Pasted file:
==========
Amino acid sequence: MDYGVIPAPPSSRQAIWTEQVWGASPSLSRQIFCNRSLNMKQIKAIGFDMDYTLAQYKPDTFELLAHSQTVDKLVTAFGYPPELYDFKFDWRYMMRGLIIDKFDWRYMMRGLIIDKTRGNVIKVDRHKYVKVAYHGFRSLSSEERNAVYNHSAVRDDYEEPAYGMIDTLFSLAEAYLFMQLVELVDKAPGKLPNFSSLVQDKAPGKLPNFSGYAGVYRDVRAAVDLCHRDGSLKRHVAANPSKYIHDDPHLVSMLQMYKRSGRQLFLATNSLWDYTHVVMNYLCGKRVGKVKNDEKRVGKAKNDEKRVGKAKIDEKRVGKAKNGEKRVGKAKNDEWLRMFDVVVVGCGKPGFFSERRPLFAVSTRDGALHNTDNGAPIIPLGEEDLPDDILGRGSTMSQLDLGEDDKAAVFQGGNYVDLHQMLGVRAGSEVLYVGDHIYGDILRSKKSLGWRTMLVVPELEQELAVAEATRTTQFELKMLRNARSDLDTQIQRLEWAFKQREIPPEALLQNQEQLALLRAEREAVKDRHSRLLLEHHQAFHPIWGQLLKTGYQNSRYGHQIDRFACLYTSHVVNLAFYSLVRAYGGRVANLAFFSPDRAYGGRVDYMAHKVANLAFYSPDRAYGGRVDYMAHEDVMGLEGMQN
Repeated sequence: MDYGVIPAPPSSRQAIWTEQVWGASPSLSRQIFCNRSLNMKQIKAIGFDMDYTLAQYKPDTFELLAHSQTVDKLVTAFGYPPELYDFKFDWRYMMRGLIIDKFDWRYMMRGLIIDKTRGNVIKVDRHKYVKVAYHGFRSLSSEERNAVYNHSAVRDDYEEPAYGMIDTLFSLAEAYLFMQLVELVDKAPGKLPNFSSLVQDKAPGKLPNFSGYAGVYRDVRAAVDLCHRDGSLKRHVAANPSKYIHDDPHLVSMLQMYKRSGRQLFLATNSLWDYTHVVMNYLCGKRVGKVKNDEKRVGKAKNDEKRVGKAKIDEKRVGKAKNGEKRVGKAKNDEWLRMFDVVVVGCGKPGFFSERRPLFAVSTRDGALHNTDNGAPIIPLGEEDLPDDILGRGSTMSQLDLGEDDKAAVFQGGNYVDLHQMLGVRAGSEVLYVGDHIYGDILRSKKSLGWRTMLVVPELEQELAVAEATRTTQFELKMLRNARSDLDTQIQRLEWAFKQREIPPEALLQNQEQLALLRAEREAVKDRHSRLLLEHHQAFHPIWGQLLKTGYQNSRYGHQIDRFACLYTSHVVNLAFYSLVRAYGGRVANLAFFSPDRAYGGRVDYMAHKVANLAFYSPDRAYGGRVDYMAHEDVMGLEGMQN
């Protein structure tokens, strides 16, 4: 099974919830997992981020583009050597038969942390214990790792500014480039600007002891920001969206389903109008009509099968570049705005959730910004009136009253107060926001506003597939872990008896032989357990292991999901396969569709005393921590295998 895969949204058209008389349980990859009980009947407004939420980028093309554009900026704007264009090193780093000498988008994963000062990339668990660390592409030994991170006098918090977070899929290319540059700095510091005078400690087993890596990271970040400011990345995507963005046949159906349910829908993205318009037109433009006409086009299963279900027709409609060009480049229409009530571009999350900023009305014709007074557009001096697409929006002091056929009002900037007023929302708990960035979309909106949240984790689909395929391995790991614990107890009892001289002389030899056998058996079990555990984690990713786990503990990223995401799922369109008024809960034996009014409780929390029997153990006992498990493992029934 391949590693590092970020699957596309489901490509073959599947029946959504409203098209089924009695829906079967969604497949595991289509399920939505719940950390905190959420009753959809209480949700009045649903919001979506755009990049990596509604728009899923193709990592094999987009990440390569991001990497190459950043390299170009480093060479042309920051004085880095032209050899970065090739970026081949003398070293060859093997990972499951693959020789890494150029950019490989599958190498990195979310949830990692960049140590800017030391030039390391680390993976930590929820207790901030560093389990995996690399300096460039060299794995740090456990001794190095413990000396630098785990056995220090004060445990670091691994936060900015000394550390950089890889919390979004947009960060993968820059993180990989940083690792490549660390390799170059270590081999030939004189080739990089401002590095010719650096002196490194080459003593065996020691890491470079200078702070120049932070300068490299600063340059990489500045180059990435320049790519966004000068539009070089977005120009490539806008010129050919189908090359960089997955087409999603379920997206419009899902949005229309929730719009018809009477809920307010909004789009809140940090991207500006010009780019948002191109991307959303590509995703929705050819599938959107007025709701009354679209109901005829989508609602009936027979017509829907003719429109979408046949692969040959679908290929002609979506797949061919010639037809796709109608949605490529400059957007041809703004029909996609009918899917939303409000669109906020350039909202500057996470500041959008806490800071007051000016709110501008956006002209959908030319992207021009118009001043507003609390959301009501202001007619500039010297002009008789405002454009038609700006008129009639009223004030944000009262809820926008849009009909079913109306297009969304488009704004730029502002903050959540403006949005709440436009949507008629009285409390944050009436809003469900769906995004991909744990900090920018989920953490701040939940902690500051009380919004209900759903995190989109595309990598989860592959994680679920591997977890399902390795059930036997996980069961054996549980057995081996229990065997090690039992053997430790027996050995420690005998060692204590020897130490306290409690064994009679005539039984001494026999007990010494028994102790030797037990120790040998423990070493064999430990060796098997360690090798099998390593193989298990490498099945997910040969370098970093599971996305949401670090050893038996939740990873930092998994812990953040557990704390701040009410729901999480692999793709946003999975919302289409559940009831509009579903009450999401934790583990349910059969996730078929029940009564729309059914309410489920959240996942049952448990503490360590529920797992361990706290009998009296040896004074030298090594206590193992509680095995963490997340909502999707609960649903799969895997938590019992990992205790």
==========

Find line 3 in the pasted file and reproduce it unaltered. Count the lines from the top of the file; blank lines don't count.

């Protein structure tokens, strides 16, 4: 099974919830997992981020583009050597038969942390214990790792500014480039600007002891920001969206389903109008009509099968570049705005959730910004009136009253107060926001506003597939872990008896032989357990292991999901396969569709005393921590295998 895969949204058209008389349980990859009980009947407004939420980028093309554009900026704007264009090193780093000498988008994963000062990339668990660390592409030994991170006098918090977070899929290319540059700095510091005078400690087993890596990271970040400011990345995507963005046949159906349910829908993205318009037109433009006409086009299963279900027709409609060009480049229409009530571009999350900023009305014709007074557009001096697409929006002091056929009002900037007023929302708990960035979309909106949240984790689909395929391995790991614990107890009892001289002389030899056998058996079990555990984690990713786990503990990223995401799922369109008024809960034996009014409780929390029997153990006992498990493992029934 391949590693590092970020699957596309489901490509073959599947029946959504409203098209089924009695829906079967969604497949595991289509399920939505719940950390905190959420009753959809209480949700009045649903919001979506755009990049990596509604728009899923193709990592094999987009990440390569991001990497190459950043390299170009480093060479042309920051004085880095032209050899970065090739970026081949003398070293060859093997990972499951693959020789890494150029950019490989599958190498990195979310949830990692960049140590800017030391030039390391680390993976930590929820207790901030560093389990995996690399300096460039060299794995740090456990001794190095413990000396630098785990056995220090004060445990670091691994936060900015000394550390950089890889919390979004947009960060993968820059993180990989940083690792490549660390390799170059270590081999030939004189080739990089401002590095010719650096002196490194080459003593065996020691890491470079200078702070120049932070300068490299600063340059990489500045180059990435320049790519966004000068539009070089977005120009490539806008010129050919189908090359960089997955087409999603379920997206419009899902949005229309929730719009018809009477809920307010909004789009809140940090991207500006010009780019948002191109991307959303590509995703929705050819599938959107007025709701009354679209109901005829989508609602009936027979017509829907003719429109979408046949692969040959679908290929002609979506797949061919010639037809796709109608949605490529400059957007041809703004029909996609009918899917939303409000669109906020350039909202500057996470500041959008806490800071007051000016709110501008956006002209959908030319992207021009118009001043507003609390959301009501202001007619500039010297002009008789405002454009038609700006008129009639009223004030944000009262809820926008849009009909079913109306297009969304488009704004730029502002903050959540403006949005709440436009949507008629009285409390944050009436809003469900769906995004991909744990900090920018989920953490701040939940902690500051009380919004209900759903995190989109595309990598989860592959994680679920591997977890399902390795059930036997996980069961054996549980057995081996229990065997090690039992053997430790027996050995420690005998060692204590020897130490306290409690064994009679005539039984001494026999007990010494028994102790030797037990120790040998423990070493064999430990060796098997360690090798099998390593193989298990490498099945997910040969370098970093599971996305949401670090050893038996939740990873930092998994812990953040557990704390701040009410729901999480692999793709946003999975919302289409559940009831509009579903009450999401934790583990349910059969996730078929029940009564729309059914309410489920959240996942049952448990503490360590529920797992361990706290009998009296040896004074030298090594206590193992509680095995963490997340909502999707609960649903799969895997938590019992990992205790």